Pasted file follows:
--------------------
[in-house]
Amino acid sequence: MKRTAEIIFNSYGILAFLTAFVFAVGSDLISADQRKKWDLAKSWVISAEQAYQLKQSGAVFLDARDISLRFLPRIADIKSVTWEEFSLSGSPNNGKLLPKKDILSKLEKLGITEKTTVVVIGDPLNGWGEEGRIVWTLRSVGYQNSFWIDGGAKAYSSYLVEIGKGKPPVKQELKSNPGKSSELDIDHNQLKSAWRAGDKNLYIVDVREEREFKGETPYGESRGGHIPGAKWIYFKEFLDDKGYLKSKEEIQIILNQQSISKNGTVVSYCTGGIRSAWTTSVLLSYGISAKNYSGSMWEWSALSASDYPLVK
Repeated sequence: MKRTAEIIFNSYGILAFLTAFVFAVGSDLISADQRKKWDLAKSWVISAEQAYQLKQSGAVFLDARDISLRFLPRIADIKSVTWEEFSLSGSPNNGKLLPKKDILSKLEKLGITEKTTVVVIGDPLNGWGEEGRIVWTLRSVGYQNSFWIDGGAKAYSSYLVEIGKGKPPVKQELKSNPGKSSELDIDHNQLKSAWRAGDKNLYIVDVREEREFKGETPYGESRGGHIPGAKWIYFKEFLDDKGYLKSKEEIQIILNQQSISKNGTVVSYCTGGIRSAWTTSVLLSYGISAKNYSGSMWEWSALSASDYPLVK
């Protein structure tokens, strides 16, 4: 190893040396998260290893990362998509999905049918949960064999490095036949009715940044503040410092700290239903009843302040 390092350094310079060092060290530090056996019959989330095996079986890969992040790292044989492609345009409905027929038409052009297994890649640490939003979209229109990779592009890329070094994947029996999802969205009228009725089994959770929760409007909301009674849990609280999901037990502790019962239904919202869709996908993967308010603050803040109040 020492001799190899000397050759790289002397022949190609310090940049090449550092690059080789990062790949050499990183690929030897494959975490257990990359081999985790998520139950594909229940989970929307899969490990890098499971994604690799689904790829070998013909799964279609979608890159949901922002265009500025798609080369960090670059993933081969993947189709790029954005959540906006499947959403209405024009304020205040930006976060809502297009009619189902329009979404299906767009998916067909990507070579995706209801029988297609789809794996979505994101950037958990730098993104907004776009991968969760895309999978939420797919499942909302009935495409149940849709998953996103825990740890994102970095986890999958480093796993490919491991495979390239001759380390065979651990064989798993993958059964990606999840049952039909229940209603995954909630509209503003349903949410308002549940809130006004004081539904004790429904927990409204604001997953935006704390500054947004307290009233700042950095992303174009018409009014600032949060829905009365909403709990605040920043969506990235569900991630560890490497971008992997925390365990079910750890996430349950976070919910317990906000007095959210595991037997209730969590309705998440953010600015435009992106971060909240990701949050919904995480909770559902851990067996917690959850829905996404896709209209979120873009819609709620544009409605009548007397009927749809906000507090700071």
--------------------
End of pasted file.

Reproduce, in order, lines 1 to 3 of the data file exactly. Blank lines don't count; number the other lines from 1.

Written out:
[in-house]
Amino acid sequence: MKRTAEIIFNSYGILAFLTAFVFAVGSDLISADQRKKWDLAKSWVISAEQAYQLKQSGAVFLDARDISLRFLPRIADIKSVTWEEFSLSGSPNNGKLLPKKDILSKLEKLGITEKTTVVVIGDPLNGWGEEGRIVWTLRSVGYQNSFWIDGGAKAYSSYLVEIGKGKPPVKQELKSNPGKSSELDIDHNQLKSAWRAGDKNLYIVDVREEREFKGETPYGESRGGHIPGAKWIYFKEFLDDKGYLKSKEEIQIILNQQSISKNGTVVSYCTGGIRSAWTTSVLLSYGISAKNYSGSMWEWSALSASDYPLVK
Repeated sequence: MKRTAEIIFNSYGILAFLTAFVFAVGSDLISADQRKKWDLAKSWVISAEQAYQLKQSGAVFLDARDISLRFLPRIADIKSVTWEEFSLSGSPNNGKLLPKKDILSKLEKLGITEKTTVVVIGDPLNGWGEEGRIVWTLRSVGYQNSFWIDGGAKAYSSYLVEIGKGKPPVKQELKSNPGKSSELDIDHNQLKSAWRAGDKNLYIVDVREEREFKGETPYGESRGGHIPGAKWIYFKEFLDDKGYLKSKEEIQIILNQQSISKNGTVVSYCTGGIRSAWTTSVLLSYGISAKNYSGSMWEWSALSASDYPLVK